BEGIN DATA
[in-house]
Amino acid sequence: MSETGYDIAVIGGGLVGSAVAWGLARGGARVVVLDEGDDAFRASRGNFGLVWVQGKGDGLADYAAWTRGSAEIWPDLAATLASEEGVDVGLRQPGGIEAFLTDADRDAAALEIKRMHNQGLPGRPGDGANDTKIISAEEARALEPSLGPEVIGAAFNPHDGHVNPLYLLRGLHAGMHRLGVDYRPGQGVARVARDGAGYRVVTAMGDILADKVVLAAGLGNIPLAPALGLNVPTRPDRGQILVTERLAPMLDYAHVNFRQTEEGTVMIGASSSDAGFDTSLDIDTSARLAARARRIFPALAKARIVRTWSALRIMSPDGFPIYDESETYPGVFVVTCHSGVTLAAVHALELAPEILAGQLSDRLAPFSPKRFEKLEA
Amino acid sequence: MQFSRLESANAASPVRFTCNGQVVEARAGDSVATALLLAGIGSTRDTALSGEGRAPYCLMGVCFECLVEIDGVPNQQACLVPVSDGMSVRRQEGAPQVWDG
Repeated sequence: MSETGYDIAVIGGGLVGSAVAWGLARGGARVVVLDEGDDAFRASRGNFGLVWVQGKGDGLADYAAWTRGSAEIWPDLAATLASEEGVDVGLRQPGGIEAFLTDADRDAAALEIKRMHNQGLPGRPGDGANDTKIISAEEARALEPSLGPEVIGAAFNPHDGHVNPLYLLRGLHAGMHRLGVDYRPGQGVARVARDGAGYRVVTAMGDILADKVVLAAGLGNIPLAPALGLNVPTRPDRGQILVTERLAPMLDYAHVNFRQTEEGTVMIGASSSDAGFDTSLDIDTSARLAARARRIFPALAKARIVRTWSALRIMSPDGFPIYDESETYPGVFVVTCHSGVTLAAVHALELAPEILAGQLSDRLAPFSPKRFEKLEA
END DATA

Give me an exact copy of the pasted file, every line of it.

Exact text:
[in-house]
Amino acid sequence: MSETGYDIAVIGGGLVGSAVAWGLARGGARVVVLDEGDDAFRASRGNFGLVWVQGKGDGLADYAAWTRGSAEIWPDLAATLASEEGVDVGLRQPGGIEAFLTDADRDAAALEIKRMHNQGLPGRPGDGANDTKIISAEEARALEPSLGPEVIGAAFNPHDGHVNPLYLLRGLHAGMHRLGVDYRPGQGVARVARDGAGYRVVTAMGDILADKVVLAAGLGNIPLAPALGLNVPTRPDRGQILVTERLAPMLDYAHVNFRQTEEGTVMIGASSSDAGFDTSLDIDTSARLAARARRIFPALAKARIVRTWSALRIMSPDGFPIYDESETYPGVFVVTCHSGVTLAAVHALELAPEILAGQLSDRLAPFSPKRFEKLEA
Amino acid sequence: MQFSRLESANAASPVRFTCNGQVVEARAGDSVATALLLAGIGSTRDTALSGEGRAPYCLMGVCFECLVEIDGVPNQQACLVPVSDGMSVRRQEGAPQVWDG
Repeated sequence: MSETGYDIAVIGGGLVGSAVAWGLARGGARVVVLDEGDDAFRASRGNFGLVWVQGKGDGLADYAAWTRGSAEIWPDLAATLASEEGVDVGLRQPGGIEAFLTDADRDAAALEIKRMHNQGLPGRPGDGANDTKIISAEEARALEPSLGPEVIGAAFNPHDGHVNPLYLLRGLHAGMHRLGVDYRPGQGVARVARDGAGYRVVTAMGDILADKVVLAAGLGNIPLAPALGLNVPTRPDRGQILVTERLAPMLDYAHVNFRQTEEGTVMIGASSSDAGFDTSLDIDTSARLAARARRIFPALAKARIVRTWSALRIMSPDGFPIYDESETYPGVFVVTCHSGVTLAAVHALELAPEILAGQLSDRLAPFSPKRFEKLEA